Are you preparing for PL/SQL Interviews? If yes, then we bring you here a list of commonly asked but important PL/SQL interview questions.

PL (Procedural language) is an extension to SQL (Structured Query Language) where a developer can write complex database interactions using procedures, control structures like branching and iteration, modules and functions. It has tight integration with SQL and supports both dynamic and static SQL.

This article covers a list of all the most important and frequently asked PL/SQL interview questions and answers, which will help you to crack any interview.

Most Popular PL/SQL Interview Questions and Answers

Q1 : What is a Trigger?

Ans: Trigger is a named PL/SQL block stored as a stand-alone object in an Oracle database and is implicitly executed when the triggering event occurs.

You can not make a call to a Trigger to fire. They are never executed unless the triggering event occurs.

Q2 : What is a triggering event?

Ans: Triggering event is a database operation associated with either a table, a view, a schema, or the database. The database operations could be,

    • DML statement
    • DDL statement
    • Database operation (SERVERERROR, LOGON, LOGOFF, STARTUP, or SHUTDOWN)

Q3 : Types of trigger based on triggering event?

Ans: Based on the database operation there could be,

    • DML trigger- Fired on INSERT, UPDATE, DELETE
    • DDL trigger- Fired on CREATE, ALTER, DROP, TRUNCATE, RENAME
    • System trigger- Fired on SERVERERROR, LOGON, LOGOFF, STARTUP, or SHUTDOWN

Q4 : What are some use cases of Triggers??

Ans: Triggers are commonly used to,

    • Automatically generate derived column values
    • Prevent invalid transactions
    • Enforce complex security authorizations
    • Enforce complex business rules
    • Provide sophisticated auditing
    • Maintain synchronous table replicates

Q5 : Difference between Triggers and Constraints?

Ans: Triggers and constraints have different purposes for why they exist in Oracle database.

Constraints Triggers
Constraints are created to maintain the integrity of the database.
Triggers can be used to implement complex business rules which cannot be implemented using integrity constraints.
Auditing can't be done using constraints.
One of the important use case of triggers is to use for Auditing.
Affect all rows of the table including that already exist when the constraint is enabled.
Only affect those rows added after the trigger is enabled.

Q6 : Difference between Triggers and Stored procedures?

Ans: Procedures and triggers differ in the way, they are invoked. A stored procedure is executed explicitly by issuing procedure call statement from another block.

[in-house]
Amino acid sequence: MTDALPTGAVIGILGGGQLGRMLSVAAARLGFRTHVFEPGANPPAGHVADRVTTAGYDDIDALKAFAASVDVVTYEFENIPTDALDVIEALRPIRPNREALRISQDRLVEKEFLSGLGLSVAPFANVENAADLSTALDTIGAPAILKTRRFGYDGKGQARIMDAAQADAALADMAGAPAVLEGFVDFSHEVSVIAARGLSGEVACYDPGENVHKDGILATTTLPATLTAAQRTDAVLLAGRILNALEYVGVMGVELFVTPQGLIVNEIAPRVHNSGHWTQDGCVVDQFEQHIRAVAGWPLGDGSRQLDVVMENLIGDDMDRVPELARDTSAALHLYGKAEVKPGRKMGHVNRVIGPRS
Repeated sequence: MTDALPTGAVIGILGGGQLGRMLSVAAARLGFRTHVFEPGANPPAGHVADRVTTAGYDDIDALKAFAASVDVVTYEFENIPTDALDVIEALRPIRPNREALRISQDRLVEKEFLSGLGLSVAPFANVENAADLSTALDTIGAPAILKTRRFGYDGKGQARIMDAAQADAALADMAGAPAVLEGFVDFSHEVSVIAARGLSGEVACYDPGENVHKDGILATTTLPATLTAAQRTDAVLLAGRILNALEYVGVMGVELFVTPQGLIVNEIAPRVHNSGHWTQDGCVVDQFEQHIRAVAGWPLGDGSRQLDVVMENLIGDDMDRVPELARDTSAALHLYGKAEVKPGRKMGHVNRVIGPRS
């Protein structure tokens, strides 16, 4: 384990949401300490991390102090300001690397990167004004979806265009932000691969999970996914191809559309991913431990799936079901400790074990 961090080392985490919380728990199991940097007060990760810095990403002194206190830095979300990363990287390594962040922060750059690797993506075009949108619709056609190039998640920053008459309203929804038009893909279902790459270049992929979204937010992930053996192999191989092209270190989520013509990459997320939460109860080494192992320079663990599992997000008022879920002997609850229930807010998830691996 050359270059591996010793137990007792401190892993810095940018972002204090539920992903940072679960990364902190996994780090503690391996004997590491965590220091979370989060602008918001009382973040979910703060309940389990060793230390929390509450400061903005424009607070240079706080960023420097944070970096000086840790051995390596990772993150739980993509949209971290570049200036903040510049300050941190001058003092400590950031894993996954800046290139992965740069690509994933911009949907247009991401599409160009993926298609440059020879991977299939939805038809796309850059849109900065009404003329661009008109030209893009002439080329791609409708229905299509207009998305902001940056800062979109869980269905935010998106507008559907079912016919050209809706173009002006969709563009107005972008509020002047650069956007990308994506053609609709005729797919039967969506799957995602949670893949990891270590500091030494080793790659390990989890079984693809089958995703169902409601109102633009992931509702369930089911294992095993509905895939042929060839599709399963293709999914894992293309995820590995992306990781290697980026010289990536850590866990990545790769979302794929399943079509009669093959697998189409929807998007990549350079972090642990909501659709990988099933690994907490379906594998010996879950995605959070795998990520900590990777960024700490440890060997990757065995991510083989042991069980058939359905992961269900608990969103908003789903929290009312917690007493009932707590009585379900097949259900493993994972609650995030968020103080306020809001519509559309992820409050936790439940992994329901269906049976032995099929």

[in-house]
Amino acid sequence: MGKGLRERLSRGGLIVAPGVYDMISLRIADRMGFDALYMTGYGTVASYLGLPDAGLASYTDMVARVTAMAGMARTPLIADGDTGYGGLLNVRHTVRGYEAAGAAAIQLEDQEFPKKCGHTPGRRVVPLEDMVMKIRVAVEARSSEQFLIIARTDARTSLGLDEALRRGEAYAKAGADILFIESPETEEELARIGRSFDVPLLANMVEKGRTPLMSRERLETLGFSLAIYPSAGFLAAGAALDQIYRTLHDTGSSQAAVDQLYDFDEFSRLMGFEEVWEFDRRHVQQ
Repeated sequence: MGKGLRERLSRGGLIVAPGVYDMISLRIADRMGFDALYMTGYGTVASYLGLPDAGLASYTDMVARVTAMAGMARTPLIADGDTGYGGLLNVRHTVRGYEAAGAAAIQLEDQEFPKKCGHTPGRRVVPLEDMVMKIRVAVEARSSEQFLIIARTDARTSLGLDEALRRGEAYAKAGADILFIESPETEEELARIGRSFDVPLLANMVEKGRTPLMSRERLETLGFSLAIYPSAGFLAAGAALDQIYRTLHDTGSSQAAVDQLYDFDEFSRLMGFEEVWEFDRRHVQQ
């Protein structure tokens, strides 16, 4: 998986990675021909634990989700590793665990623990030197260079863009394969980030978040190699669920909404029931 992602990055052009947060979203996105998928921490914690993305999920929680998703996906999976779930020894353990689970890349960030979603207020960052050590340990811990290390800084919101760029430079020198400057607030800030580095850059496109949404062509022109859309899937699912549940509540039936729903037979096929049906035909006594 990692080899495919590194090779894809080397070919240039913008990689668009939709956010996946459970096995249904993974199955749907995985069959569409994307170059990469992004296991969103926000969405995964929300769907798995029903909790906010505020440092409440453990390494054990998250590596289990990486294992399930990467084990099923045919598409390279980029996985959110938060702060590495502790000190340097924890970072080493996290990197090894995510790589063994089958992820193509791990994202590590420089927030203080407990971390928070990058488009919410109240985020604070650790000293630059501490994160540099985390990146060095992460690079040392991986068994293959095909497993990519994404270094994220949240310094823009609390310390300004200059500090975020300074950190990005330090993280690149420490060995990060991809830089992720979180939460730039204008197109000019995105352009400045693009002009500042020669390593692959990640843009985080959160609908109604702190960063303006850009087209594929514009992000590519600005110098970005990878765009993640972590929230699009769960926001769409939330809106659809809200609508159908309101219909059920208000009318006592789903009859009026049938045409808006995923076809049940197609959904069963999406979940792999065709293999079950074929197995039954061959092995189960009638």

• Triggers are implicitly fired (executed) by Oracle when a triggering INSERT, UPDATE, or DELETE statement is issued on the associated table, no matter which user is connected or which application is being used.
  • A trigger can include SQL and PL/SQL statements and can invoke stored procedures. However Stored procedures do not call triggers directly. Stored procedures include DML statements that can invoke triggers.
  • Procedures may have parameters, whereas triggers are not parameterized.

Q7 : What is a DML Trigger?

Ans: DML trigger is a named PL/SQL block stored as a stand-alone object in an Oracle database and is implicitly executed when triggering event (INSERT, UPDATE, or DELETE) occurs.

Triggers in the same schema cannot have the same names. Triggers can have the same names as other schema objects. For example, a table and a trigger can have the same name-however, to avoid confusion, this is not recommended.

Q8 : What happens when a DML is executed on a view and base table has trigger?

Ans: When base table(s) of a view have triggers, then triggers are fired if any triggering DML operation is performed on the view.

Q9 : What happens when a trigger is created with compilation errors and a triggering event occurs?

Ans: Similar to procedures/functions, triggers can be created with compilation errors.

If a trigger has compilation errors it is created and exists in the database. When a triggering DML statement occurs, trigger is fired, but fails on execution, effectively blocks all triggering DML statements until it is disabled, dropped or replaced by a version without compilation errors.

Q10 : Types of DML Triggers in Oracle?

Ans: There are following types of DML triggers in Oracle.

    • Statement level trigger and Row level trigger.
    • Before trigger and after trigger
    • Instead of trigger
    • Compound trigger

Q11 : Difference between Statement and Row level triggers?

Ans: The database fires the FOR EACH ROW trigger for each row that is affected by the triggering statement. Row trigger body can read and write the :OLD and :NEW fields.

Statement triggers are created when you omit FOR EACH ROW keyword. The database fires the statement trigger only once for the triggering statement. Statement trigger body cannot read :NEW or :OLD fields. 

Q12 : Can you create multiple triggers of same type on a table?

Ans: Oracle allows create multiple triggers of the same type (BEFORE, AFTER, or INSTEAD OF) that fire for the same statement on the same table. The order in which Oracle Database fires these triggers is indeterminate. If your application requires that one trigger be fired before another of the same type for the same statement, then combine these triggers into a single trigger whose trigger action performs the trigger actions of the original triggers in the appropriate order.

Q13 : What is the maximum number of triggers, you can apply on a single table?

Ans: 12 triggers with all combination of –

before|after – statement|row level – insert|update|delete

Q14 : What is the PL/SQL trigger execution hierarchy?

Ans: The following execution hierarchy is followed when more than one triggers, are defined on a table.

1) BEFORE statement trigger fires first.
2) Next BEFORE row level trigger fires, once for each row affected.
3) Then AFTER row level trigger fires once for each affected row.
4) Finally the AFTER statement level trigger fires.

NOTE

BEFORE and AFTER row level triggers (Point-2 and 3) will alternate between each other for each row.

Q15 : Create a trigger to insert a row to Audit table, for any row inserted or updated in "Test" table?

CREATE TABLE Test
(
test_id INTEGER,
value NUMBER,
test_date DATE